There are many differences between Montessori schools and traditional preschool programs. One of the more noticeable is the implementation of mixed-age classrooms rather than age-based classrooms. Visit a good Montessori school and you’ll see three, four, and five-year-olds working together, rather than being separated by age. What are the benefits and what’s behind the philosophy? Why are Montessori classrooms mixed-age?
An Interesting Backstory: Children Running Amok!
Maria Montessori opened the doors of the first Casa dei Bambini (“Children’s House”) in 1907 in San Lorenzo, a low-income sector of Rome, Italy. In this poor, run-down part of the city, it was common for both parents to work long shifts, while a grandmother or other older family member tended to the children. During the day, while the older siblings went to school and the babies were home with a caregiver, the younger children were sent outside to occupy themselves. They did this by essentially running amok on the streets of Rome!
Vandalism was a problem and the children were a nuisance to the building landlords and business owners. They approach Dr. Montessori about finding some way to get the children off the streets and out of trouble. Dr. Montessori was already starting to make a name for herself through her work with intellectually disabled children and their educators. She had made impressive advancements in the field of special education and accepted the challenge to work with these unruly youngsters!
And so it was that the first Montessori school happened to be a mixed-age classroom: the older brothers and sisters were already in school and the babies and toddlers were being cared for by their grandma and aunties. The three, four, and five-year-olds were put in a one-room school with Dr. Montessori and the rest is history!
Benefits of Mixed-Age Classrooms: Ways of Learning
Dr. Montessori was a scientist. She considered her method to be a scientific approach to education; one based on observation, implementation, and revision. She was constantly looking for cause and effect, adjusting her responses, and learning from her mistakes and, most importantly, from the children.
Dr. Montessori recognized very early on that the mixed-age classroom had a number of benefits and applied this information to her method moving forward. She observed that children learn in different ways and that a mixed-age grouping was a critical component in this learning.
She noted that children learn through:
- Observation: Younger children learn by watching older children as well as adults. In a mixed-age classroom, older children who are completing challenging lessons are an example to the younger children; they show what is possible.
- Practice: In a mixed-age classroom, children stay with the same teachers for three years, giving them plenty of time to repeat lessons, practice skills, and advance at their own pace; they are not rushed.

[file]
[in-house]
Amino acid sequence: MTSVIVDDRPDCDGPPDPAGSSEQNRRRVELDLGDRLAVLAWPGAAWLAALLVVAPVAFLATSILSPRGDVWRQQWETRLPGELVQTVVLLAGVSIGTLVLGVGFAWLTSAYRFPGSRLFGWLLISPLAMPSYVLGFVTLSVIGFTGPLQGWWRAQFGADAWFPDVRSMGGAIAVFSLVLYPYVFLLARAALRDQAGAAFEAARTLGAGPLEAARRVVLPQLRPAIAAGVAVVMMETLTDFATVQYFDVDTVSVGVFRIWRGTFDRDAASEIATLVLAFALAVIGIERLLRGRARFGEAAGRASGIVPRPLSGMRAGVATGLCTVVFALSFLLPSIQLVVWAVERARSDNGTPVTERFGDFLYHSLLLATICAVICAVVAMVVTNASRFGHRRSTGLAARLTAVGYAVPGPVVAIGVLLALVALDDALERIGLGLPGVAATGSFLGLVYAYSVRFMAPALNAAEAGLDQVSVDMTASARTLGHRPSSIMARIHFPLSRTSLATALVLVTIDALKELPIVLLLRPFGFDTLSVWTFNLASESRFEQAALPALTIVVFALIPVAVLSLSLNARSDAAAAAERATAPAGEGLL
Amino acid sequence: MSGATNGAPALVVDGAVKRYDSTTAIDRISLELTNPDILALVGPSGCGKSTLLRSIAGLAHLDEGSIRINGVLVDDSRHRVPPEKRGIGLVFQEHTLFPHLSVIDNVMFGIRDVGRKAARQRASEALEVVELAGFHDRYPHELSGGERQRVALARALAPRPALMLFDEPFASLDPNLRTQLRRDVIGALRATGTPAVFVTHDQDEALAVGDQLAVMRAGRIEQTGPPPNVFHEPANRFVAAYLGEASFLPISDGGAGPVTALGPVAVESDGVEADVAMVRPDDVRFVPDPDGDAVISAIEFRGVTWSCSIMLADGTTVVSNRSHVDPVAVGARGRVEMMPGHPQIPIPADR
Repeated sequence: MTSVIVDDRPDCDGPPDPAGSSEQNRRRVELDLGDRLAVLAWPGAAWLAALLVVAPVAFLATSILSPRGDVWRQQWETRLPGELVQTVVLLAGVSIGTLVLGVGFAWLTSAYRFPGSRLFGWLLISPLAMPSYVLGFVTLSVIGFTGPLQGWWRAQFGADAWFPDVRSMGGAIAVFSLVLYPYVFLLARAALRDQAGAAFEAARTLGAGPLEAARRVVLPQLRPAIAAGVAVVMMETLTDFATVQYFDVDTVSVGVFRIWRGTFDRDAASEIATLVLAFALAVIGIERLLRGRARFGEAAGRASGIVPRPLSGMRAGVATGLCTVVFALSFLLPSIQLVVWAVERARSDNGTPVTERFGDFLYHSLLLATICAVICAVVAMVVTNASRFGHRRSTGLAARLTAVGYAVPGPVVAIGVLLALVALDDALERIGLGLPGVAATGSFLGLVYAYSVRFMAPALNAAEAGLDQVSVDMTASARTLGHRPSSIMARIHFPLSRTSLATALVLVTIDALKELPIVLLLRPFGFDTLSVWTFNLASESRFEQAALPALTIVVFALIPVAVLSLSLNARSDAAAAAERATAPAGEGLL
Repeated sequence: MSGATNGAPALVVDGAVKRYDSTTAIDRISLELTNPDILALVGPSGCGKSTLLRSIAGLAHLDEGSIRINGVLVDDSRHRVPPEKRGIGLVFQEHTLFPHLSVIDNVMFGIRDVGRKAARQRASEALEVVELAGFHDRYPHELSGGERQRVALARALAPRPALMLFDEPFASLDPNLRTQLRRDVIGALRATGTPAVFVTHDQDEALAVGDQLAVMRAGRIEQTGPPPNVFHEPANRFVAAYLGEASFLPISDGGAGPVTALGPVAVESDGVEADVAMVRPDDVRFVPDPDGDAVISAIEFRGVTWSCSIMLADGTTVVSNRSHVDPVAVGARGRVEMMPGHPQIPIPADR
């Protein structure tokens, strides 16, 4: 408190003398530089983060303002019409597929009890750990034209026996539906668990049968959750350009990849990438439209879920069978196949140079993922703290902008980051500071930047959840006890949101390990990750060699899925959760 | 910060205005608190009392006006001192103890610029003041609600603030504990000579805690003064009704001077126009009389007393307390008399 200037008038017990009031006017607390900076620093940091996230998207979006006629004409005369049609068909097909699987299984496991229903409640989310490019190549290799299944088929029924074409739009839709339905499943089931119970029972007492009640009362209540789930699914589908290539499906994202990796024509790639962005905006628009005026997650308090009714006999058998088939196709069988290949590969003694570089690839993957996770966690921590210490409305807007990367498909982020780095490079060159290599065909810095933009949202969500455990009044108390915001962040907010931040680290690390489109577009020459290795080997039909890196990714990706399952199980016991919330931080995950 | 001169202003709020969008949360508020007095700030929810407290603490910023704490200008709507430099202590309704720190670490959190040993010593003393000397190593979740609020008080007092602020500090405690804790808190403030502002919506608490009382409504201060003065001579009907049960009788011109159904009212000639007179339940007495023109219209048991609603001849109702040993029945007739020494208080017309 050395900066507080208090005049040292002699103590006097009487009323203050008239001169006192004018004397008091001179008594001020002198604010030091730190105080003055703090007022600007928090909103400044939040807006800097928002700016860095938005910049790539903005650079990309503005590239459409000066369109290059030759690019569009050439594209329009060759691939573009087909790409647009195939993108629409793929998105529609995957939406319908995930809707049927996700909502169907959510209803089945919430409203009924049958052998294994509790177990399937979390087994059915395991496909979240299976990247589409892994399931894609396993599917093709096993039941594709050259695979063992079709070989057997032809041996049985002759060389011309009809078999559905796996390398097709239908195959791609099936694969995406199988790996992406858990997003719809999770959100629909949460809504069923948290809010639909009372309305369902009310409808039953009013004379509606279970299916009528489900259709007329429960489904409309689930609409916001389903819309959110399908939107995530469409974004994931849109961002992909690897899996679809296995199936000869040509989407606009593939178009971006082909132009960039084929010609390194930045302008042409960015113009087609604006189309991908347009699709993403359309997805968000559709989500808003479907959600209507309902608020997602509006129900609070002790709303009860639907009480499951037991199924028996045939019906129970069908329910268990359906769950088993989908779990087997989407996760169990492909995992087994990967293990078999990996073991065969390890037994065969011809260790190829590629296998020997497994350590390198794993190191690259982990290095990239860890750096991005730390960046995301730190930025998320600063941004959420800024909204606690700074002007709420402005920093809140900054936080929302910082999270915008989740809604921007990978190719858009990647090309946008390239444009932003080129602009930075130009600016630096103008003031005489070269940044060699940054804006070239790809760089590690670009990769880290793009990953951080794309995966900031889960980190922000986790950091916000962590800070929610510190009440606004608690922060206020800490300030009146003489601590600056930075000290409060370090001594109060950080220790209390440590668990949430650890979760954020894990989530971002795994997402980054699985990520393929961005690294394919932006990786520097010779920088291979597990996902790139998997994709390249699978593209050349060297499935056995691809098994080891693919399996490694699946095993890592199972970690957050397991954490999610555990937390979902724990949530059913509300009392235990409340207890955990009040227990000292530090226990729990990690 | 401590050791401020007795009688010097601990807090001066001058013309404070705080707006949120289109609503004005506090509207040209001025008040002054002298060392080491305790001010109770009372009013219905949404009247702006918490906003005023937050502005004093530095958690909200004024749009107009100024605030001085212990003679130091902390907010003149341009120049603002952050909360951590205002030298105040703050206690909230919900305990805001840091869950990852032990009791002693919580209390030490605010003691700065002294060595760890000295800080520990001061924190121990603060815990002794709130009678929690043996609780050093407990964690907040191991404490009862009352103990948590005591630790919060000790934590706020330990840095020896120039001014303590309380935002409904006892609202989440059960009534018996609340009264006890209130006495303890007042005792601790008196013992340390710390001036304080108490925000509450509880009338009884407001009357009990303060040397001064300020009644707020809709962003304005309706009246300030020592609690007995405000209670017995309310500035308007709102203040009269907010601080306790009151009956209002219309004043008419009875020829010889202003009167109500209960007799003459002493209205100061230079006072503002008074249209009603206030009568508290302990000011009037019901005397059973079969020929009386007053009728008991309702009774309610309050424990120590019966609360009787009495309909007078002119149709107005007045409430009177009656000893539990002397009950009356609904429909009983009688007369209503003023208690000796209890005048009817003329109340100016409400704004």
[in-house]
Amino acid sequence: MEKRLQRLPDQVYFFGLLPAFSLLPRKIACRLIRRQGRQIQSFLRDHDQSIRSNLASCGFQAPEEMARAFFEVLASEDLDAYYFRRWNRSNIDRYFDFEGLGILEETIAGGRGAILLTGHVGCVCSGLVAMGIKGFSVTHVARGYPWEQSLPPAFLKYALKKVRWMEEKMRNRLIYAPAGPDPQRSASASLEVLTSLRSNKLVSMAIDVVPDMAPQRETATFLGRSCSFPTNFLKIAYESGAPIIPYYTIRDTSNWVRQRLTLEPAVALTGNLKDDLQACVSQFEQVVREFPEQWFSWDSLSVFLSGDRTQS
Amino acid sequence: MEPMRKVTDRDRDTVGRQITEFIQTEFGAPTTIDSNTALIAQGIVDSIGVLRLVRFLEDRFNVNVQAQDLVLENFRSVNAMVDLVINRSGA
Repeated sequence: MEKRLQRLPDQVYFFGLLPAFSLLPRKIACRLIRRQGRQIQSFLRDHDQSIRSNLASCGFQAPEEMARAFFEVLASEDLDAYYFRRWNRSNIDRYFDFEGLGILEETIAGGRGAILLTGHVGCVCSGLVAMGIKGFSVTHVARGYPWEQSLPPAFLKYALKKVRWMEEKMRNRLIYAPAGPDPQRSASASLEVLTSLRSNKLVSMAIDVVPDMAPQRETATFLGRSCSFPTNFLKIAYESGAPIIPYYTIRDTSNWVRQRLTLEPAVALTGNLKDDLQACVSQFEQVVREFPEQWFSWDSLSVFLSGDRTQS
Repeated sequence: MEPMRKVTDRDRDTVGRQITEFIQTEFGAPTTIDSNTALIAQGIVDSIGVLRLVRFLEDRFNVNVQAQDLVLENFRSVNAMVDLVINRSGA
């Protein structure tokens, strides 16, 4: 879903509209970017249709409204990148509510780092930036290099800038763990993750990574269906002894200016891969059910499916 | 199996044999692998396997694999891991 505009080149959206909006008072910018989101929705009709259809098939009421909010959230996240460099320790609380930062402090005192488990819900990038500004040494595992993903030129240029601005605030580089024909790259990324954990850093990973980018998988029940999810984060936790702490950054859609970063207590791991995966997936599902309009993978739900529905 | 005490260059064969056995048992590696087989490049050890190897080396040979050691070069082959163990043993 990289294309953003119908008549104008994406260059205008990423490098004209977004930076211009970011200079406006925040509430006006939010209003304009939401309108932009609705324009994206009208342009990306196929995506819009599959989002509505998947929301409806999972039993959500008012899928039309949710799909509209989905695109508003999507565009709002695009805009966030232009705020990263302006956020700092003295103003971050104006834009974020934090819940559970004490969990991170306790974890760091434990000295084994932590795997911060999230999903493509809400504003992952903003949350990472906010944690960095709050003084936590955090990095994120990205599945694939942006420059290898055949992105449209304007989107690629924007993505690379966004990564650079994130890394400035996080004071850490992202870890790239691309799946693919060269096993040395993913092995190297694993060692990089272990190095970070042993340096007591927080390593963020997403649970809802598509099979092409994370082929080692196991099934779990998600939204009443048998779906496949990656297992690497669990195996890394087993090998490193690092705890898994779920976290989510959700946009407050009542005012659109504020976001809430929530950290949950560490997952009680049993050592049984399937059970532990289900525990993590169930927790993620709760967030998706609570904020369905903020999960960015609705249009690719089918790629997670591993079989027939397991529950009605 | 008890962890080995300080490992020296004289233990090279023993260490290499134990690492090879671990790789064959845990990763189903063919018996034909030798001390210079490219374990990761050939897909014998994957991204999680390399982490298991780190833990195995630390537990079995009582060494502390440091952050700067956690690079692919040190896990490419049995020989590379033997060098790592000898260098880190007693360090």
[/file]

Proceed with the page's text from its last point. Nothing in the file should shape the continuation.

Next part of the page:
- Teaching: Older children are viewed as role models in the Montessori classroom. They teach by example and it is not uncommon to see a five or six-year-old sitting with a three-year-old and giving them a lesson! In teaching something to a younger child, an older student deepens their own understanding of the lesson. In teaching, we learn.
Benefits of Mixed-Age Classrooms: Continuity and Confidence
As children stay in the same classrooms with the same teachers, there is minimal change from year to year. Older students age out of the program and new ones are introduced, but the continuity of the classroom more or less remains the same.
This consistency builds confidence. Older children become leaders and step into their role with delight! They are finally the big kids! For children who might be the youngest sibling at home, you can imagine how exciting it feels to be seen as a leader in your classroom “family”.
The final year of this three-year-cycle is typically a child’s kindergarten year. Rather than starting at a new school with new teachers and a whole new set of expectations, they enter their kindergarten year with confidence; excited for what lies ahead!
Benefits of Mixed-Age Classrooms: Repetition and Advancement
For a Montessori child who is four years old and still working on learning their sounds, a mixed-age classroom offers plenty of opportunity to practice. They are not rushed to meet an invisible benchmark before the end of the year and they are not sent off to a new classroom or a new school. They have the benefit of added time and can work and learn at their own pace.
Their teacher works with them at the level they need and provides opportunities for that child to work with older students AND younger students to help that four-year old succeed. As time moves on, he or she will have the chance to observe children writing and reading and will want to work on mastering their sounds, so that they, too, can write and read! They will see new classmates who are just beginning to learn their sounds and will sit with them and do the sandpaper letters all over again, because this time they are the teacher.
In a mixed-age classroom, children can work at their own pace in a natural way. Whether a child is more advanced or needs additional time, the Montessori classroom is designed to meet them wherever they are.
A Natural Way to Learn
What Dr. Montessori observed all those years ago is still true today: children of various ages, working together, will learn from each other, both as students and as teachers. Just as siblings learn and grow together, so do children in a mixed-age classroom environment. Our little Children’s House is very much a family!
- The History of Montessori The American Montessori Society website
- Mixed-Age Grouping: What Does the Research Say, and How Can Parents Use This Information? by Debbie Reese
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